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Biological systematics is the study of the diversity of life on the planet earth, both past and present, and the relationships among living things through time. Systematics, in other words, is used to understand the evolutionary history of life on earth.
The term "systematics" is sometimes used synonymously with "taxonomy" and may be confused with "scientific classification." However, taxonomy is properly the describing, identifying, classifying, and naming of organisms, while "classification" is focused on placing organisms within groups that show their relationships to other organisms. All of these biological disciplines can be involved with extinct and extant organisms. However, systematics alone deals specifically with relationships through time, requiring recognition of the fossil record when dealing with the systematics of organisms.
Systematics uses taxonomy as a primary tool in understanding organisms, as nothing about an organism's relationships with other living things can be understood without it first being properly studied and described in sufficient detail to identify and classify it correctly. Scientific classifications are aids in recording and reporting information to other scientists and to laymen. The systematist, a scientist who specializes in systematics, must, therefore, be able to use existing classification systems, or at least know them well enough to skillfully justify not using them.
Phenetic systematics involves clarifying the biodiversity of earth through time by using the morphology and physiology of the organisms, while phylogenetic systematics, also called cladistics, uses apomorphies, or evolutionarily novel characteristics, to group earth's various organisms and their relationships through time. Today systematists generally make extensive use of molecular genetics and computer programs to study organisms.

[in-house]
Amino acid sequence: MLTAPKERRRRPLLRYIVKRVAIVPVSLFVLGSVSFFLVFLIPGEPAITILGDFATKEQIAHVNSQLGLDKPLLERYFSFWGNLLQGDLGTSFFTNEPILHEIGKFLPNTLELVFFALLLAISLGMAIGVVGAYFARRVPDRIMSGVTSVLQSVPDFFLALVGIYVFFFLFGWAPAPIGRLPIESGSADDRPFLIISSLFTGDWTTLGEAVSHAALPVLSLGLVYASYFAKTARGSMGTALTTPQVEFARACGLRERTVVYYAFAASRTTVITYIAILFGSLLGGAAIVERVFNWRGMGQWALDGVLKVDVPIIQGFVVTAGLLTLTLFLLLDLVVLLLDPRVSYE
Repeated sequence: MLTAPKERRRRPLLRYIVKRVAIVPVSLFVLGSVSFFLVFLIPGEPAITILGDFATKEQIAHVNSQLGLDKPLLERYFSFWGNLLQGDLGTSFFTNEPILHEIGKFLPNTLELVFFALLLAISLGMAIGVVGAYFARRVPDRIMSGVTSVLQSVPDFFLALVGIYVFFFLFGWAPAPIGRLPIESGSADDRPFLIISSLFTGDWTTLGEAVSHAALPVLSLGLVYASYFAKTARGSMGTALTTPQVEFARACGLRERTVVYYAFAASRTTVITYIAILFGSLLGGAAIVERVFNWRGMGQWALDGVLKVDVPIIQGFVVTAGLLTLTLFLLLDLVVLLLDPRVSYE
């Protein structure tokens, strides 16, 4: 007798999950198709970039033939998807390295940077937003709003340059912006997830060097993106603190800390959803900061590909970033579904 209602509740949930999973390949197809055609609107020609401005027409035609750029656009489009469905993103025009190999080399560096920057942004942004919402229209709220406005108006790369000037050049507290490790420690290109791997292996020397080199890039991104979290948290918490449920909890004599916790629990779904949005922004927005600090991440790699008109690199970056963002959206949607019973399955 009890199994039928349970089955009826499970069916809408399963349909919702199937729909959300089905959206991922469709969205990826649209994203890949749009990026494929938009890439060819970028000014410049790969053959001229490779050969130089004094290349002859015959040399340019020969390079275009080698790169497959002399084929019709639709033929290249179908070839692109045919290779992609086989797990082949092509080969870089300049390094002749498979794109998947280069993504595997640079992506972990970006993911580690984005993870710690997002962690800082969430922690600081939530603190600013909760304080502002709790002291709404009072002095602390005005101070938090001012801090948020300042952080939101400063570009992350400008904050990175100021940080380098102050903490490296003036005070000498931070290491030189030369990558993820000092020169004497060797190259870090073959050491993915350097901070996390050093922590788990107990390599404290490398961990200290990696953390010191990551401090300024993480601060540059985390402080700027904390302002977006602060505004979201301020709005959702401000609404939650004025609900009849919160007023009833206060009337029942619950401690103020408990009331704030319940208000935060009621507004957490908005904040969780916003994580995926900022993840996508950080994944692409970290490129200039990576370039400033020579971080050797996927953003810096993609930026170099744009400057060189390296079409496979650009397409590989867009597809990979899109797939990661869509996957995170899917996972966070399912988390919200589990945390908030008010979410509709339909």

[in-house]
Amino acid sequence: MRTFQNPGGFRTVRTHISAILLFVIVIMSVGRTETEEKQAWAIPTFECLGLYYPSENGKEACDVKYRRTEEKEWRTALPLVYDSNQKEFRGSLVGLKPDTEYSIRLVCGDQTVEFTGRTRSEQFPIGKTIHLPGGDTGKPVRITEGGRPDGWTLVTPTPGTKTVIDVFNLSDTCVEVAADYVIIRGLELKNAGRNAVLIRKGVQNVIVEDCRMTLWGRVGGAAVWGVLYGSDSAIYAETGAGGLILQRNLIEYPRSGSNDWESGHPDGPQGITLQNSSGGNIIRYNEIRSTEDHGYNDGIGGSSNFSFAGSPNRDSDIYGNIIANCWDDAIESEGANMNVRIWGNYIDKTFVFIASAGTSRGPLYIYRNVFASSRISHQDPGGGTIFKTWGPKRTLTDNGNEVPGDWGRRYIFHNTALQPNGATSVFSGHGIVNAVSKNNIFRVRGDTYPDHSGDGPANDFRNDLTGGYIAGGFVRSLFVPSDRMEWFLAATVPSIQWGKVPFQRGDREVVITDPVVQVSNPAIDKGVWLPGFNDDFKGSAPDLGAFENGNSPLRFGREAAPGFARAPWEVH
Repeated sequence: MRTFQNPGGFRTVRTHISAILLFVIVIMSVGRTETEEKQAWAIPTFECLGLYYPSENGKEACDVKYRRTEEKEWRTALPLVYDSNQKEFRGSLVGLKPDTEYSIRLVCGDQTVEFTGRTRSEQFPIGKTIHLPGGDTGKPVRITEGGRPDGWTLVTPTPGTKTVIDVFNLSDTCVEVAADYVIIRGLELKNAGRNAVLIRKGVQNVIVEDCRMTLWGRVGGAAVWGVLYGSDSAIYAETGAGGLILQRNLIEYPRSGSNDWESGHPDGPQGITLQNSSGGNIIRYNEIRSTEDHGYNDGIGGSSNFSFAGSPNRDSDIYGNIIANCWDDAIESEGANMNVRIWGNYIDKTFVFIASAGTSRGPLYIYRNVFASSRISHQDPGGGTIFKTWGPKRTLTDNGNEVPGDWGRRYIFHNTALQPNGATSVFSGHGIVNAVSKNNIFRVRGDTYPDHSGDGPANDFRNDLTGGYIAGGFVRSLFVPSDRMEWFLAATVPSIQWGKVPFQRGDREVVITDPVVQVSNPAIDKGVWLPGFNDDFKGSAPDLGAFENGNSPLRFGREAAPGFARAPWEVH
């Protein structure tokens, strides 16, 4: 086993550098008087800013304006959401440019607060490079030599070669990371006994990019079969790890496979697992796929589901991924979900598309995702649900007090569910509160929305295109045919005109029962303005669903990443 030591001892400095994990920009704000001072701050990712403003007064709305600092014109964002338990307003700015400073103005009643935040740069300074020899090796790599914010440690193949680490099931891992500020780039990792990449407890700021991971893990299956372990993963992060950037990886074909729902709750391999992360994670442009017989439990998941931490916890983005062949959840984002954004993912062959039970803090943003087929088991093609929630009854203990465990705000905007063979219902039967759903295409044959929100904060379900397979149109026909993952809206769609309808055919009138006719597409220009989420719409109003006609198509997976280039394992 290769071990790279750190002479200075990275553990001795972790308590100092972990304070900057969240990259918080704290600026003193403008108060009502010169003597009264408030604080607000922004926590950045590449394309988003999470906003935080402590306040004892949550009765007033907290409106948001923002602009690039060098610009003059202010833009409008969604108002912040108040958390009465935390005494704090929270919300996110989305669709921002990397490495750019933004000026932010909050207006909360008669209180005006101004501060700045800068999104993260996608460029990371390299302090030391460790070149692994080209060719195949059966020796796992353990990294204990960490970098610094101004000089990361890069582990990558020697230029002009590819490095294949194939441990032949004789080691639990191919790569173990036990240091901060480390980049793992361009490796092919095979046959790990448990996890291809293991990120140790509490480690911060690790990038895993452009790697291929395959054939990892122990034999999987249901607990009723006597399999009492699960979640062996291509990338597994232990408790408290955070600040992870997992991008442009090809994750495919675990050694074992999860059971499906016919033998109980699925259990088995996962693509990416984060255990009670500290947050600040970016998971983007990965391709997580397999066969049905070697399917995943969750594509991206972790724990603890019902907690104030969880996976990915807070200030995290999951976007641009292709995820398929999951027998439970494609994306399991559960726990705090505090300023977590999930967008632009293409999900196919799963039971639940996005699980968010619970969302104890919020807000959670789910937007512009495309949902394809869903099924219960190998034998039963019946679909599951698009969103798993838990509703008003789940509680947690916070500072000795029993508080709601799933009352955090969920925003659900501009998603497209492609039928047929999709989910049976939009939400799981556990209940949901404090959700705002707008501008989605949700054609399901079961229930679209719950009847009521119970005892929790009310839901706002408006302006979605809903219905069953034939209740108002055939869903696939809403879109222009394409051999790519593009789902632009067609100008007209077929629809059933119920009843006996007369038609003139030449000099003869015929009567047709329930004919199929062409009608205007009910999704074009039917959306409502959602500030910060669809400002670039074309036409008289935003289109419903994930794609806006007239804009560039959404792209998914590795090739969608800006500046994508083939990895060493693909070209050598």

Systematics is fundamental to biology because it is the foundation for all studies of organisms, by showing how any organism relates to other living things.
Systematics is also of major importance in understanding conservation issues because it attempts to explain the earth's biodiversity and could be used to assist in allocating limited means to preserve and protect endangered species, by looking at, for example, the genetic diversity among various taxa of plants or animals and deciding how much of that it is necessary to preserve.
See also[edit | edit source]
- cladistics - a popular methodology in systematics
- phylogeny - what is analyzed in systematics
- phylogenetic comparative methods - use of evolutionary trees to study biodiversity and comparative biology
- scientific classification - the result of research in systematics and taxonomy
- taxonomy - a branch of the biological sciences related to systematics
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Resources[edit | edit source]
- Society of Australian Systematic Biologists
- Simpson, Michael G. 2005. Plant Systematics, 0126444609.
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